Your monitor can only display a small range of intensities, even with gamma correction's logrithmic scale. A blackbody spectrum's power varies greatly depending on its temperature. So if we try to truthfully display not just chromaticity (hue and saturation), but brightness as well, we can only display a partial range of temperatures, bounded by too-dark-to-see (black) on one side, and too-intense-to-display-truthfully on the other.
With a 1000 K to 10000 K scale...
Why does the range get smaller and smaller?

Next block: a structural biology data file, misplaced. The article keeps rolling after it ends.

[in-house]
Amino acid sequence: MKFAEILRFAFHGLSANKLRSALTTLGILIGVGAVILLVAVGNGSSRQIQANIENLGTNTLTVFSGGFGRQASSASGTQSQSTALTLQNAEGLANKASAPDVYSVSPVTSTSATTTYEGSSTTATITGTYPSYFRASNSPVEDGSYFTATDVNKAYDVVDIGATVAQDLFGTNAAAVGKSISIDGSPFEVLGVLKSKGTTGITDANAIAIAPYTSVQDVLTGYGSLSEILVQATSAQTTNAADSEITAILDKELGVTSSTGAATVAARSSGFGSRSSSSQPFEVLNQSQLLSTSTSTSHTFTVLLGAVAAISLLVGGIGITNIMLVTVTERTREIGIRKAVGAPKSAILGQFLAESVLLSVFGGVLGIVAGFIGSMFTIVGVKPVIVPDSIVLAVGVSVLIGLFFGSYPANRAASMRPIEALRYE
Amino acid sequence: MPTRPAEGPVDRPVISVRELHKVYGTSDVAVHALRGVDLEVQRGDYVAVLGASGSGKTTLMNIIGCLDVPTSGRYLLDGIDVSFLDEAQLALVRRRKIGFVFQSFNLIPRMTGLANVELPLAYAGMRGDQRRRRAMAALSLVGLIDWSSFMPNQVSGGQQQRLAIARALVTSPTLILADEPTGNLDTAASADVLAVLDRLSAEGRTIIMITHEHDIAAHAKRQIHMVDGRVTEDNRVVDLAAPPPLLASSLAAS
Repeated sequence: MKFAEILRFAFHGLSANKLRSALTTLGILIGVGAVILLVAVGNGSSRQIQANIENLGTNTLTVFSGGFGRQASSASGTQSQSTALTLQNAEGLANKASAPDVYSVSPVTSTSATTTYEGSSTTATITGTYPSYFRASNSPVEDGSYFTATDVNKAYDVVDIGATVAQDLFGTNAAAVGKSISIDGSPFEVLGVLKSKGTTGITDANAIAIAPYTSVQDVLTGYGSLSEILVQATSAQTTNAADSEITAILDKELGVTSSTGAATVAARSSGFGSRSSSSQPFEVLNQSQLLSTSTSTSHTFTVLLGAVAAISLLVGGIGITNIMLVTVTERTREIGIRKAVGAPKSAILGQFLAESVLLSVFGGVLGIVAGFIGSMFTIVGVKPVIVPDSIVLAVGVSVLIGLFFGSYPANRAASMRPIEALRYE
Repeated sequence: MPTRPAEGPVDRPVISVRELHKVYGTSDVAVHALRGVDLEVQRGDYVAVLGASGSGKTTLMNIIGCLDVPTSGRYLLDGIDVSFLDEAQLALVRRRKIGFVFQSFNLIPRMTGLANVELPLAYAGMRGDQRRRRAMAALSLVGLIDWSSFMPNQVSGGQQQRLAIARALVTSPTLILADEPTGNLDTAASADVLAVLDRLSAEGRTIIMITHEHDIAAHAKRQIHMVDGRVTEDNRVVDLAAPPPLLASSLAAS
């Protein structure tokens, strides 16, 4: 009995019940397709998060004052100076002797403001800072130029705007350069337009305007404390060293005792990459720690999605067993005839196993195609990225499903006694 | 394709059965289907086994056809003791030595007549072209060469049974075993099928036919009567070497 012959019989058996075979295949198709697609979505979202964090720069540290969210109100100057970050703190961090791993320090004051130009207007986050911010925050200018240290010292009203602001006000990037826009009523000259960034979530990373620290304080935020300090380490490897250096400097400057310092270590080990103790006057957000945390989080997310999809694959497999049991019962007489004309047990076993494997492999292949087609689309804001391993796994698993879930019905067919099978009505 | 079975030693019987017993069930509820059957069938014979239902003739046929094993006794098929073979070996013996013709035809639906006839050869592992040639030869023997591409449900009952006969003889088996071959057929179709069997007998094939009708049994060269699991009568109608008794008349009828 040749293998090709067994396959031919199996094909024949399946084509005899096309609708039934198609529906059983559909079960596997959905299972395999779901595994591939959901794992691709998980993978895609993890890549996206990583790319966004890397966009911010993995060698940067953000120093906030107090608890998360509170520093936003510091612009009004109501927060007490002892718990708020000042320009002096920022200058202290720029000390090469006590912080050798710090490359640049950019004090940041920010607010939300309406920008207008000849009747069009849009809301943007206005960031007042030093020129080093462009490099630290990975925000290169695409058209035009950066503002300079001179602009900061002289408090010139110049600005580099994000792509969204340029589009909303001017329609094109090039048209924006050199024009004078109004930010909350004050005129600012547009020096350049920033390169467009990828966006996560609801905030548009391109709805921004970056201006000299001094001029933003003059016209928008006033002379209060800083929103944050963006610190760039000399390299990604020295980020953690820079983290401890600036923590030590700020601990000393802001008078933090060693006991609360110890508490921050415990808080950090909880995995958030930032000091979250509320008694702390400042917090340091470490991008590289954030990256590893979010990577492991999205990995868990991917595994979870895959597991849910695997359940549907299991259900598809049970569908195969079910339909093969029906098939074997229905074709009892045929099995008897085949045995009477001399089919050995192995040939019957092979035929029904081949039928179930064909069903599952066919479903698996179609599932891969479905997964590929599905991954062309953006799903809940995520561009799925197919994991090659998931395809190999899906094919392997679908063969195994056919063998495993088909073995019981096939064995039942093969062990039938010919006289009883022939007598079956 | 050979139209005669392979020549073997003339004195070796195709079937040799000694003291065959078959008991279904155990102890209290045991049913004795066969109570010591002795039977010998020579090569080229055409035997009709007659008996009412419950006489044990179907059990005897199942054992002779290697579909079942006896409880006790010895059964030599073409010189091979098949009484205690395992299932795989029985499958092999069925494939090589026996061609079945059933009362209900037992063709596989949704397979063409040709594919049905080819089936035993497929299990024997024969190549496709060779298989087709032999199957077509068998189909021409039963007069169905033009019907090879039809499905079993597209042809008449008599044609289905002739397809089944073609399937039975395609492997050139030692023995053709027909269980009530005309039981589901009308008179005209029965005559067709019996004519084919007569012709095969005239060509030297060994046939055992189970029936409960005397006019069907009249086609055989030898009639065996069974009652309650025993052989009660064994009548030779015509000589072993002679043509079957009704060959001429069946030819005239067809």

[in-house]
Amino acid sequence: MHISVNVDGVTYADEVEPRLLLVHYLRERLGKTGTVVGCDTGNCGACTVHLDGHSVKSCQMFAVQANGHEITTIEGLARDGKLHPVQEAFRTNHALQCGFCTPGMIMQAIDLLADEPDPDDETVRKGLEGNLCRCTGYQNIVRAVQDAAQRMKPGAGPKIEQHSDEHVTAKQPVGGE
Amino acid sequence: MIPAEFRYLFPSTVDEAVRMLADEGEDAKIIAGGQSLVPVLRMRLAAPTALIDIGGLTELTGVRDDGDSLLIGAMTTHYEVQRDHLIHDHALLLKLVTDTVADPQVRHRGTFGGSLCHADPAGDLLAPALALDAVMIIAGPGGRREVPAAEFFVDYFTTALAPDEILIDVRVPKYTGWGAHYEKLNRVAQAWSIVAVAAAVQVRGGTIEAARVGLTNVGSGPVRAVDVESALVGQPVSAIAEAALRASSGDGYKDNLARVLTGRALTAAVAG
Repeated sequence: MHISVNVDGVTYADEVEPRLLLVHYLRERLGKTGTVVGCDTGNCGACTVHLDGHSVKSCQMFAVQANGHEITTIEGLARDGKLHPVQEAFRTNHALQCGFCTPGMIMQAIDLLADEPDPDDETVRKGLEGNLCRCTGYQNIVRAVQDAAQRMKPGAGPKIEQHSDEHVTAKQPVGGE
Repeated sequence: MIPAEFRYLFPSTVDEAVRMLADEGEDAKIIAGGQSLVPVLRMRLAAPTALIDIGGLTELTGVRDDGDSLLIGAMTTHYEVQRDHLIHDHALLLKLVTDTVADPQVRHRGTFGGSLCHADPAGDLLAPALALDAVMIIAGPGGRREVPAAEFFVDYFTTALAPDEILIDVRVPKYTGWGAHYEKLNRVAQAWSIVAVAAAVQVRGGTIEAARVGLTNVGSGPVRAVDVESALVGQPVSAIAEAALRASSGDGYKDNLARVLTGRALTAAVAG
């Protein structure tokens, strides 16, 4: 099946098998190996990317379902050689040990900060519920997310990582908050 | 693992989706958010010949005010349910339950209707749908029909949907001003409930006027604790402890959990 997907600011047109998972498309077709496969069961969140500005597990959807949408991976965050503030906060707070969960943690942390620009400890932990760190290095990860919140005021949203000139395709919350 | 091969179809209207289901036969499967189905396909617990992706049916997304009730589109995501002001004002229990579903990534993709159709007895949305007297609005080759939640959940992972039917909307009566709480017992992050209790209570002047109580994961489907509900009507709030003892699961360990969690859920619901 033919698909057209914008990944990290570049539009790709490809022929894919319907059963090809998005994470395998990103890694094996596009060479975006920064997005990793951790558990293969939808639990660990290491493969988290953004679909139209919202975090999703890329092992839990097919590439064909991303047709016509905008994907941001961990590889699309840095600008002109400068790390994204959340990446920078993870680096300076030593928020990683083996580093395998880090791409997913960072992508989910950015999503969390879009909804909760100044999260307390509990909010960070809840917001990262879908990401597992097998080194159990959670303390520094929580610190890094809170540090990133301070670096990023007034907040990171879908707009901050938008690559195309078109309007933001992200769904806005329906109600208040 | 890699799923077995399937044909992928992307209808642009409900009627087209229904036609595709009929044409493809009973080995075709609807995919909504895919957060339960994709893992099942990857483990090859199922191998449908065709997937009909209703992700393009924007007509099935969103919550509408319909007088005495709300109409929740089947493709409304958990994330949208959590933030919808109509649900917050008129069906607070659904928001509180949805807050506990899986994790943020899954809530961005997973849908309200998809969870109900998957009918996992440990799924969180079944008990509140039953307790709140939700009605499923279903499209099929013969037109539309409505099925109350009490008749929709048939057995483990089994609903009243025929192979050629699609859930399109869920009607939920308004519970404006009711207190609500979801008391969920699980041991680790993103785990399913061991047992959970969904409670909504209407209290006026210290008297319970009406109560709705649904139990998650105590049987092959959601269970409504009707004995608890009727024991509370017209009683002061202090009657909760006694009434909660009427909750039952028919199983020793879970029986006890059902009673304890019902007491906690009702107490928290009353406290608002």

It goes like this. The blackbody curve of wavelength vs power is a bump with a blunt front and a long tail. As its temperature increases, the bump advances from invisible infrared, through the narrow strip of visible wavelengths, into invisible ultraviolet, leaving just its long tail behind and visible. But the bump is also growning with temperature, so by the time you are seeing the tail, tail is thicker than the bump center was when it went through. So, the 2000 K normalized view is narrow because the blunt end of the bump is plowing into the visible strip, with intensity increasing so quickly that we can only show a small range of temperature. Around 6000 K the bump center is going through visible, and the bump's growth, fighting with the down-slope on the backside of the bump, yields a slower increase in intensity. And by 10000 K, all is left is the long flat tail, so intensity only increases slowly with temperature as the tail grows gradually thicker. A 30000 K normalized scale looks similar to the 10000 K one - a wide stretch of slowly fading blue. (Which is why, traveling near light-speed, the blue-shifted stars in front of you would still look blue, long after the stars behind you had been red-shifted into invisibility.)